King Me: What Every Son Wants From His Father

Thanks to Dave Artman for this book review, just in time for Father’s Day.

An attractive attribute to the book is the name and photo on the cover. The name is suggestively insightful as to what one would expect to find in its pages, but there is so much more than just the obvious. This is not merely a book about a father passing the baton of his own legacy on to his son. In simplest terms, it is about building tomorrow’s godly, masculine men in a feminized world.

Author Steve Farrar does a remarkable job of drawing all of his encouragement and training right from scripture. We men experience many failures in our lives, and Steve lays out the typical failures men encounter and what we should do about them and why. He does so with a humble, down to earth tone that is not steered by political correctness or beating around the bush on delicate issues, such as sex. Brace yourself; Steve gets right down to the brass tacks where you may feel a little uncomfortable.

A significant dynamic we need to monitor is the friendships our boys choose. Parents today often overlook this, but Steve lays out stories of his own, and of another familiar person, that being the father of Dr. James Dobson, wherein these men took swift and dramatic actions to redirect wrong avenues chosen by their sons through alliances with the wrong kinds of friends. This can be true of girls as much as of boys. However, boys need to be built up to become godly, masculine leaders. The process of building up requires investment of time, and requires that we don’t neglect the monitoring of our boys’ friendships, for their friendships are building blocks in the foundations of who they will become.

It occurred to me as I sat across a table in my garage from my 10-year-old son whittling away on his Awana derby car that something was going on  beyond learning to use chisels and files and sandpaper. Without meaning to, I was mentoring him. This was alone-time with dad, and even though our time together was task-oriented, we spent hours listening to his favorite CD’s, drinking chocolate sodas, talking smack about how his car would beat out all others, and listening to his dreamy ideas of opening up a father-and-son wood shop together. A critical part of that mentoring time was listening. This time together was a virtual safe haven from dad’s judgment or correction or discipline. This was time for me to learn to know his heart. Steve says in Chapter 9 that you can’t listen and lecture at the same time, and the kind of alone-time with dad I just mentioned is exactly similar to the principles Steve expounds on so much more eloquently.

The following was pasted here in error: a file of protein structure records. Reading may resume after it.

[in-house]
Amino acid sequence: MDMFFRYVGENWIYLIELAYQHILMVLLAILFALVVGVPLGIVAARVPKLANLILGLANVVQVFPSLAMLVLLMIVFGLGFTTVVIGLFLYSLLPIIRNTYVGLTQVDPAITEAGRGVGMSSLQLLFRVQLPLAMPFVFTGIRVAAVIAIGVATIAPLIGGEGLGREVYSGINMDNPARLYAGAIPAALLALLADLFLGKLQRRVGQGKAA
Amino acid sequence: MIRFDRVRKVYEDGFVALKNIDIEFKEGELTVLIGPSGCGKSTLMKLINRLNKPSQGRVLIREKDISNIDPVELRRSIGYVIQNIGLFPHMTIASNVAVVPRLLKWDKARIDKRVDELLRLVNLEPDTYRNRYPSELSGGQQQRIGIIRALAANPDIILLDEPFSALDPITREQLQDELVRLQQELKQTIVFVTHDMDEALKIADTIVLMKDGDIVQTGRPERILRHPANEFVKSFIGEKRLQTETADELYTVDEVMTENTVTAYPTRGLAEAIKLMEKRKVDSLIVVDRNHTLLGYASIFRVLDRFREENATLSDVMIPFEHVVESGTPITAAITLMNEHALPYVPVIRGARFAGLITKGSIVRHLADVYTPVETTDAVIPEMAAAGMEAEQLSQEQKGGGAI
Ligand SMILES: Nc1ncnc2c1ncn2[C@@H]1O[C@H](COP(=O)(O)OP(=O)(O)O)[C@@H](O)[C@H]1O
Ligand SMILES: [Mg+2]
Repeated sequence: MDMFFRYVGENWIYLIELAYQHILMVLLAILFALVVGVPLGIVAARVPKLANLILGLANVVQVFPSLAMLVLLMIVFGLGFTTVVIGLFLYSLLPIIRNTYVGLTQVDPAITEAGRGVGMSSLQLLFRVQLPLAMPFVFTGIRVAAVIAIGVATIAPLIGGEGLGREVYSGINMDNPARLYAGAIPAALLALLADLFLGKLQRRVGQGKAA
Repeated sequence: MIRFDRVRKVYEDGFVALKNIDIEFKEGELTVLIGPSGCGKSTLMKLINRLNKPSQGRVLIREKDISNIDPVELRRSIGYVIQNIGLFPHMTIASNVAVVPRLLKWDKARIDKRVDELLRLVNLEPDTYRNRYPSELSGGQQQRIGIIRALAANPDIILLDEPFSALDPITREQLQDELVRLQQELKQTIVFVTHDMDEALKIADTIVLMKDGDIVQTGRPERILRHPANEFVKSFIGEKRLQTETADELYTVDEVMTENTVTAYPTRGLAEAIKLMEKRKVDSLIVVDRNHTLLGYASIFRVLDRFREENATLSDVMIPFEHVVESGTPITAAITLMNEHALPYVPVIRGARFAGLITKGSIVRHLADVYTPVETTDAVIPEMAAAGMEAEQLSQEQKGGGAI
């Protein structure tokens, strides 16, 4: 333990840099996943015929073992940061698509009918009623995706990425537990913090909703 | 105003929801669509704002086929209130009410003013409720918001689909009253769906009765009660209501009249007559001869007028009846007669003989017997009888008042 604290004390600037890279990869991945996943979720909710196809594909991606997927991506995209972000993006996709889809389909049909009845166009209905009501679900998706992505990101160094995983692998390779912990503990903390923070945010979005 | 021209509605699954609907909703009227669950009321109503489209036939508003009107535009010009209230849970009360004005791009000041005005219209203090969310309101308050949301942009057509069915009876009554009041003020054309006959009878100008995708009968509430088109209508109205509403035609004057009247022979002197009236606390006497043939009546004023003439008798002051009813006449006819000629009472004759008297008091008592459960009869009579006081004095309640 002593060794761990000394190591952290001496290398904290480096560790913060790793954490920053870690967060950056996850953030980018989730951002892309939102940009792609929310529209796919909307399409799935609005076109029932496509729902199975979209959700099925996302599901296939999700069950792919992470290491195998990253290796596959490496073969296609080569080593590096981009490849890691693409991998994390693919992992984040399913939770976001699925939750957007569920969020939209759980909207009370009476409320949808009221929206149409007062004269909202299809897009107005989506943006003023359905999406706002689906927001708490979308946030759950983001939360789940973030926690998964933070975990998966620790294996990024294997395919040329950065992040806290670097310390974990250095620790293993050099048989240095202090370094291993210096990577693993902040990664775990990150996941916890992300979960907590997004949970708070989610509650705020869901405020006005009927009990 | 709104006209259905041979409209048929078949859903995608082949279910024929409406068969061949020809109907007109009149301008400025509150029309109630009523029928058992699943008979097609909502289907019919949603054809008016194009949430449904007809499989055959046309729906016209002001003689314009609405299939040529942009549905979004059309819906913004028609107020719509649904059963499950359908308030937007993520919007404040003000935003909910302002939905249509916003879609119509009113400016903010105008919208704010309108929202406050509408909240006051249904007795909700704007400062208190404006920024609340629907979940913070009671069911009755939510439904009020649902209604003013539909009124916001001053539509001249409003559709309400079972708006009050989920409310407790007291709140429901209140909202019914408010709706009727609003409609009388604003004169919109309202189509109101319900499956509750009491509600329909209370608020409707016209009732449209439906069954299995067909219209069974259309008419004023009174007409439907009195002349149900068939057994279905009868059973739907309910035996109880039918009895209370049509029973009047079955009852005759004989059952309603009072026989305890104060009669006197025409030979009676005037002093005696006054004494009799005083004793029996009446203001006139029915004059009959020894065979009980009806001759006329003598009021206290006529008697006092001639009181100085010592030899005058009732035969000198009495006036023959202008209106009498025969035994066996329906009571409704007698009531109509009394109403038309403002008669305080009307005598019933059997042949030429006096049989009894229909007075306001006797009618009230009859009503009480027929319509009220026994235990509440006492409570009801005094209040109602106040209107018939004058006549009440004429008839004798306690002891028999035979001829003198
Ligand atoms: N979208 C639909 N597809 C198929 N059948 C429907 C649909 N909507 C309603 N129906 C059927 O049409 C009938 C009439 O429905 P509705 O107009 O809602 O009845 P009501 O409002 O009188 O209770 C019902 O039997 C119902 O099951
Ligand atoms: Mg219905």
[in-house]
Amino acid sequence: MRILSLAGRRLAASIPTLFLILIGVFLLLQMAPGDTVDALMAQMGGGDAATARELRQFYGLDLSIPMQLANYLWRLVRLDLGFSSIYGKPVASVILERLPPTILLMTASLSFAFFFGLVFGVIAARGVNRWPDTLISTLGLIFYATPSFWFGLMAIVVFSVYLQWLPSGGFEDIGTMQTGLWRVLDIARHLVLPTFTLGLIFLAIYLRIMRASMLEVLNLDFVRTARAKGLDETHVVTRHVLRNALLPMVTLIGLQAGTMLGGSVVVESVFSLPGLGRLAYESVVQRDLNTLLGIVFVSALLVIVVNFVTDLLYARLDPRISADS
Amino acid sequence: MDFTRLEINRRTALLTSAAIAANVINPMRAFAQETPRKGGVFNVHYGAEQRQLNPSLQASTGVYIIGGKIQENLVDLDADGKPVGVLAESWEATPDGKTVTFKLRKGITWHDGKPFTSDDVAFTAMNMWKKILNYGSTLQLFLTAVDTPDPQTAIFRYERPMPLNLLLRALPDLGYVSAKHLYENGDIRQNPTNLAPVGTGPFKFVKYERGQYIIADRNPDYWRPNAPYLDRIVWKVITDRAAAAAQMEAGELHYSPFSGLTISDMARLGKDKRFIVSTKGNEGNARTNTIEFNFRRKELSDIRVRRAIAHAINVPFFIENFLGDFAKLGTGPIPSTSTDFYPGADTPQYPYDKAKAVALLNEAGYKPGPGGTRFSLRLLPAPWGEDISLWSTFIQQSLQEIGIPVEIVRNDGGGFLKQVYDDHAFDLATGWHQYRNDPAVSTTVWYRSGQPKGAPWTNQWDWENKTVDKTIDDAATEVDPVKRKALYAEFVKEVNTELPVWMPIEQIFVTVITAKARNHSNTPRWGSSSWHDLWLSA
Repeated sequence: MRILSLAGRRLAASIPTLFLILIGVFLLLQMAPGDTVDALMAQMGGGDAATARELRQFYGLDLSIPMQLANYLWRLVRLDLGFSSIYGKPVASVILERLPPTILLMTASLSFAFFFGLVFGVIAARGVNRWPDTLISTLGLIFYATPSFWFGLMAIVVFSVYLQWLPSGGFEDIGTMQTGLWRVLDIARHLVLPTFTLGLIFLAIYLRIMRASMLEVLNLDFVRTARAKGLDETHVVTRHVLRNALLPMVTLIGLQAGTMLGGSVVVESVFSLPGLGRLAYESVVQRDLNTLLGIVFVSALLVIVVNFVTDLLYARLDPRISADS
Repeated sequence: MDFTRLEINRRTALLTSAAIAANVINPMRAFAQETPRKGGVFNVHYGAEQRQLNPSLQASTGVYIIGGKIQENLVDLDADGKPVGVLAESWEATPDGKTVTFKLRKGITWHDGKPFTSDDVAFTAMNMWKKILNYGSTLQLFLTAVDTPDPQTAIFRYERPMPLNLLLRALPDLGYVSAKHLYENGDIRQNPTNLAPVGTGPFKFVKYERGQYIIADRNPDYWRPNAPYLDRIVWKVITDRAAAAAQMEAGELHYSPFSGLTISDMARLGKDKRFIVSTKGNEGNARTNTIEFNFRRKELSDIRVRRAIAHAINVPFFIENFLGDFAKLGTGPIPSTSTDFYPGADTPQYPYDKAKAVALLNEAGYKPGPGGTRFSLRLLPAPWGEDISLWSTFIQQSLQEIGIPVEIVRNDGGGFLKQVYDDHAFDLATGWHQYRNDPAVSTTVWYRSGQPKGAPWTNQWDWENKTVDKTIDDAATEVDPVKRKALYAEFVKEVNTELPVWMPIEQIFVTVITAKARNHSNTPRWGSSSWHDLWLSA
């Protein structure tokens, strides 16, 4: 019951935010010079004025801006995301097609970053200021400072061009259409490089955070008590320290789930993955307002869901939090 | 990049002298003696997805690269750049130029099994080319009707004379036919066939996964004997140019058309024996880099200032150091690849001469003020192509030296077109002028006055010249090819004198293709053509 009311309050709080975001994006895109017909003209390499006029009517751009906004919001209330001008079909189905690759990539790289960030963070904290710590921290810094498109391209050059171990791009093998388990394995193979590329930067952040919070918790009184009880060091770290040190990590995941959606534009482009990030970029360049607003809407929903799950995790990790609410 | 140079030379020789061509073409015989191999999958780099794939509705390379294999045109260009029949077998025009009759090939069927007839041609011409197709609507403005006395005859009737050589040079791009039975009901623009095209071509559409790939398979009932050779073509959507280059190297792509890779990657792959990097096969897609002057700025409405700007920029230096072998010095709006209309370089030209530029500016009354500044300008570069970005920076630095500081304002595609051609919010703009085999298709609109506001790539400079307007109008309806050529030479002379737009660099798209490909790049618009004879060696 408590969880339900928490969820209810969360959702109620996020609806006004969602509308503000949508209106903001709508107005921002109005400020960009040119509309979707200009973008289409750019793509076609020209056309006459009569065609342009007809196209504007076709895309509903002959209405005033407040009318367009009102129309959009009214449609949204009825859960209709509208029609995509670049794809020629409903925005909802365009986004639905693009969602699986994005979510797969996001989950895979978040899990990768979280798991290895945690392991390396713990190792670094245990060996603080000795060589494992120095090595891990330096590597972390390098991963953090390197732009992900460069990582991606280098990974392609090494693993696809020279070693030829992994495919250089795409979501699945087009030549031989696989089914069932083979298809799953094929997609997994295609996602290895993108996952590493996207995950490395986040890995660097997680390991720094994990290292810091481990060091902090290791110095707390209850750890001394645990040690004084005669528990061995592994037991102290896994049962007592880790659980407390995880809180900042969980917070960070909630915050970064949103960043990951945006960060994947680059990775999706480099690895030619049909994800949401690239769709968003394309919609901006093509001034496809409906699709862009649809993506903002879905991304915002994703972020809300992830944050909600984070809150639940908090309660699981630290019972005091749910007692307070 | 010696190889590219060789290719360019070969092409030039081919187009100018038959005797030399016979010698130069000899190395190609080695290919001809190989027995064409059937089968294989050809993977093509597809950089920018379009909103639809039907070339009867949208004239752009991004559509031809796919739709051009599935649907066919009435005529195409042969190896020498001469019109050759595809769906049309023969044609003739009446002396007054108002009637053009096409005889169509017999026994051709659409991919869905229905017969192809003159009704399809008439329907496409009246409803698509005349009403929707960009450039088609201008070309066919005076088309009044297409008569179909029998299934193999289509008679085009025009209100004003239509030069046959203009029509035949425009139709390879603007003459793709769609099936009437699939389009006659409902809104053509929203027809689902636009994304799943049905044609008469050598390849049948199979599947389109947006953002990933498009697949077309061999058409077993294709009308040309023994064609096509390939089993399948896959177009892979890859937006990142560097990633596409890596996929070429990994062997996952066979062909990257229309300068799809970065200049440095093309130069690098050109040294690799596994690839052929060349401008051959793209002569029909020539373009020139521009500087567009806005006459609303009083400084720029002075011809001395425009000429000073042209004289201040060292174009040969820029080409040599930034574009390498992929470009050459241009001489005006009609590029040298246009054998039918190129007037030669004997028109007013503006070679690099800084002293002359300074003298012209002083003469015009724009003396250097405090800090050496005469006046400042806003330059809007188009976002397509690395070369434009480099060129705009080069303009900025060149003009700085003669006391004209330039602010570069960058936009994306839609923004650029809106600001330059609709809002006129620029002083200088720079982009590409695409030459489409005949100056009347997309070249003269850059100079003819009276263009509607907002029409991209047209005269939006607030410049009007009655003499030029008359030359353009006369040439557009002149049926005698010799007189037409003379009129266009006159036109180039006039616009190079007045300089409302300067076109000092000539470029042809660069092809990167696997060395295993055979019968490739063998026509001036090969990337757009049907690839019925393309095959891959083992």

Did you know that the current four-year public high school system began in 1894? A prestigious panel of men known as the Committee of Ten led by Harvard’s president Charles William Eliot began what we know as high school. The curriculum was designed to prep everyone for college. By the 1940’s, this concept was rooted as a requirement for all, and everyone was expected to finish. This essentially did away with the traditional mentorships (and apprenticeships) that boys prior to that were fashioned by, where boys learned crafts alongside their mentors all day long who were responsible for their meals and lodging as they transitioned into manhood. Mentorship gave way to the mapped out education curriculum, in turn reducing time spent in mentorships alongside male leaders and increasing time spent under the tutelage primarily of women at the classroom helms. Until 1894, mentorship was commonplace throughout all time beforehand. Steve Farrar cites the movie Master and Commander, wherein the H.M.S. Surprise was part of a naval fleet of British ships in the early 1800’s during the Napoleonic wars. Of significance was that the H.M.S. Surprise was manned by boys ten, eleven and twelve years old – navigating warships! Boys used to be delegated substantial responsibilities at younger ages. Whereas, boys in today’s culture tend to be strung out on entertainment with fewer responsibilities. Can you think of any preteen boys today that you can envision navigating warships? On the Wii maybe, but not in the real world. A little over a century ago, there was no electronic technology, no social media, no four-year high school curriculum. Boys grew to be men in a masculine culture. We need to be careful today not to allow our boys to be too affected by a feminized culture; not to forsake our boys’ chance to grow to be masculine men, just as they were created to be.

I can’t review all the facets of the principles between the covers of King Me in a brief book review, but I do hope your interest has been whetted so you’ll seek out a copy and read it through. Some day your sons will thank you that you did.

You can purchase King Me here.

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